A Picture is Worth a Thousand Words
By Jamie Solis
The golden dream has always existed within the desirous minds of Americans. It’s stated on the Statue of Liberty herself, “Give me your tired, your poor, your huddled masses yearning to breathe free.” This quote from the sonnet New Colossus by Emma Lazarus has been an anthem of humankind for over a century, breathing the vision of prosperity and freedom from oppression for every person regardless of their race, ethnicity or class. This August marks 50 years since the brave Nobel Peace Prize winner Martin Luther King Jr.’s infamous I Have a Dream speech echoed against the Lincoln Memorial. He addressed how the Constitution and Declaration of Independence ensured that “all men would be guaranteed the inalienable rights of life, liberty, and the pursuit of happiness.” This marks an appropriate time to delve into our local ties—to recognize the individuals who made their way to the Inland Empire in hopes for a better life for themselves and their families—a once in a lifetime shot at the American Dream they were promised.
The Eastside of Riverside has always been a mecca for Latino and African American families looking to find success. Many African American military men migrated to March Air Force Base from the Old South, and the commercial areas that line University Avenue are littered with evidence of this—from the historic buildings that tell captivating anecdotes of Southern California’s past to the residents that still recall the importance of those who walked along these streets.
A well respected Riverside native and award-winning writer, Susan Straight, looked around at her hometown and saw that many of the old buildings were burning down and being lost to development. She felt that the stories of those that have contributed to the uniqueness of this city must be told before the chronicles are gone forever.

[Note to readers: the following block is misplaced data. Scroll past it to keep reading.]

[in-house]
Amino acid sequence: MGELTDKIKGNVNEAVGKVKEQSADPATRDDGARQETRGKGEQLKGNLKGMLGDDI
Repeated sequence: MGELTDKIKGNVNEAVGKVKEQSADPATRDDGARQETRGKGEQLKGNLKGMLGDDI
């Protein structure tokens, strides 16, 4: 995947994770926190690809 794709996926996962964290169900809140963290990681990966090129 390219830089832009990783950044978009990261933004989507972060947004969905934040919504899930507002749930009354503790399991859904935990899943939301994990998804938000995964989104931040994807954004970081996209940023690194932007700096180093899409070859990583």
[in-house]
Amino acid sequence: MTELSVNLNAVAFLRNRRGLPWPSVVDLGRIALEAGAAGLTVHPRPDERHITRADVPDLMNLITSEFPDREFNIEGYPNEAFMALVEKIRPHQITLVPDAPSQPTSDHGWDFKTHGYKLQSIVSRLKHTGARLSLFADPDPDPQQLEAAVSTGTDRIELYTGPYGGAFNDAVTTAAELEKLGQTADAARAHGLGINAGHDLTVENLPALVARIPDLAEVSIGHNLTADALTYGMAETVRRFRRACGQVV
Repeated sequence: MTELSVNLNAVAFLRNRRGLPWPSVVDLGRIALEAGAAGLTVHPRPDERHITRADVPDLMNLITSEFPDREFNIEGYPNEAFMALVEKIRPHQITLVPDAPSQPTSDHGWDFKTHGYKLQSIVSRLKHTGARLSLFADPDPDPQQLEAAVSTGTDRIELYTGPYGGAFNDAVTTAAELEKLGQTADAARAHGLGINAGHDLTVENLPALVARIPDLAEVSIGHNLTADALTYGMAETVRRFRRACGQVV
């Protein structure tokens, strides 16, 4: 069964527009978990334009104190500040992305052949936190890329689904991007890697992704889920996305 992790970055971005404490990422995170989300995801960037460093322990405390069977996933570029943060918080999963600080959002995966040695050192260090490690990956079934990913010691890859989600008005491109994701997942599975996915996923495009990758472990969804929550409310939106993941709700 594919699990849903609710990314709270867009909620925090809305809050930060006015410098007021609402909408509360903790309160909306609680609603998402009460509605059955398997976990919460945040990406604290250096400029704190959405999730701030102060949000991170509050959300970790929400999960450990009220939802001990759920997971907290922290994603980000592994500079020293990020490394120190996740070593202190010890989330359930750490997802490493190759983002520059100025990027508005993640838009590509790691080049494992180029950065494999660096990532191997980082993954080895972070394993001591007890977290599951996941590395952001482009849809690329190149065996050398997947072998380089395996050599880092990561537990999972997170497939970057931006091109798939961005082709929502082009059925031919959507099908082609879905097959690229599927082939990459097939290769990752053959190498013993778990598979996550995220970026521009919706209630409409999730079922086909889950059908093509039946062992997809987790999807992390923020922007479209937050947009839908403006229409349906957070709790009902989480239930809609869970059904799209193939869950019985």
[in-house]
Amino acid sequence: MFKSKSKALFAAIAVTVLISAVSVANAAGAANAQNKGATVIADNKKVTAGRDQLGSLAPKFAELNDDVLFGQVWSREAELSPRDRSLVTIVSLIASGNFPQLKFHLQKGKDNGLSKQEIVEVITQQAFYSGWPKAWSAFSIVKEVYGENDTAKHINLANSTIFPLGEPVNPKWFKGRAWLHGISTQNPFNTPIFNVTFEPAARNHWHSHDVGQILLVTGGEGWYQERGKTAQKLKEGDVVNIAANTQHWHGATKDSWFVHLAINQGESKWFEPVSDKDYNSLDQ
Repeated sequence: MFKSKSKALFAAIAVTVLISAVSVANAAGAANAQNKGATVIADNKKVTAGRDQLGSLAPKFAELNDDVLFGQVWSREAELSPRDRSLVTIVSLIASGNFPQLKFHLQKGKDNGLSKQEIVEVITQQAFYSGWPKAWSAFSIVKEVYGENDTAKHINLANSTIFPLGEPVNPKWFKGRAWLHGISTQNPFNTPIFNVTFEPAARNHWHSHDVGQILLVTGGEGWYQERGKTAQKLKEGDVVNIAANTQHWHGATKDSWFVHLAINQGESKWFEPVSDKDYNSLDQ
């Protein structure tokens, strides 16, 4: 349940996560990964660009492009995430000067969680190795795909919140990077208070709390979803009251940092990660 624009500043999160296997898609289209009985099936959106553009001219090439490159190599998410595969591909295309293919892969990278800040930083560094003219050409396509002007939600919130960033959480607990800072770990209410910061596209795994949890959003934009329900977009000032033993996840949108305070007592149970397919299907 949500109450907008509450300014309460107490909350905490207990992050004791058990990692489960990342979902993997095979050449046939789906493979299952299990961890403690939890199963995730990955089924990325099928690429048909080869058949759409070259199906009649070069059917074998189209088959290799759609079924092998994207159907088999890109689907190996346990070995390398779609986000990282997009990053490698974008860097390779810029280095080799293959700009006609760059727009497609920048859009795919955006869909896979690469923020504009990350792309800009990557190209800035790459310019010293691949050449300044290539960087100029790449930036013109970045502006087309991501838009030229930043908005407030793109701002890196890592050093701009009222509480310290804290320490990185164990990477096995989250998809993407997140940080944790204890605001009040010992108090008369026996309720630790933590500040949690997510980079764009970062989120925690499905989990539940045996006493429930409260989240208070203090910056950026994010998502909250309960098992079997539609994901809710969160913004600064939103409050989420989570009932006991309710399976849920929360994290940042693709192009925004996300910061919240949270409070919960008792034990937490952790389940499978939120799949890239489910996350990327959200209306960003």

These vanishing memories are being recovered and immortalized at the collaborative exhibit, “More Dreamers of the Golden Dream” at the Riverside Art Museum. Straight has collaborated with documentary photographer Douglas McCulloh, to expose the populace who has contributed to Riverside’s antiquity. Through overwhelming, large-scale black and white photographs printed on cloth alongside poetic words that express intimate details pertaining to the photos, the viewer is surrounded by the moment that was once passing but is now frozen in time indefinitely.
A photo of two young African American women, Rosie Morris and Alberta Morris Sims, was contributed to the exhibit by the Sims family. While the date is unknown, the sheer volume of the subjects’ hair gives it away—this photo breathes the ‘60s. Another exhibited portrait is of the old school jazz band Edgar Hayes and his Star Dusters. The enthusiastic energy of this quartet from San Bernardino is almost contagious—each of the four men is proudly posing with his instrument to forever leave a positive imprint in the musical minds of many.
Place yourself in front of McCulloh’s commanding image outside Riverside’s Our Lady of Guadalupe Shrine, and you’ll understand why this old church has been cherished by the Eastside Latino community since 1927. This photo of Tony and Sarah Lopez on Ash Wednesday evokes spiritual emotion. It was here that they were married over 70 years ago. Another photograph of this important day of faith uses the repetition of the ceiling boards to draw your eyes along the top of the print until your focus stops at the long cross held by an older gentleman—everyone appears to be deep in prayer.
There is also a collection of photographs highlighting Zacatecas Cafe—an important part of the Eastside since the 1970s. The old colorless images provided to this exhibit by the Medina Family contrast the modern contributions by McCullogh, demonstrating how simple changes are much more evident once compared after decades pass . . . the original hand-painted sign is now illuminating the otherwise dark street corner. Inside, the family atmosphere remains almost unchanged, although the new busy photo is dissimilar to the somber and beautiful photograph that depicted the inside of Zacatecas in the years before, which speaks of a once quiet cafe.
Through this vast collection, it’s important to recognize the brave travelers who came to this region with dreams of a bright future, because without their journey our beautiful region would have the cultural vibrancy present today. We must continue to memorialize imprints of our past before they’re lost forever.
“More Dreamers of the Golden Dream” at Riverside Art Museum, 3425 Mission Inn Ave., Riverside, (951) 684-7111; www.riversideartmuseum.org. Thru July 25. Admission is $5.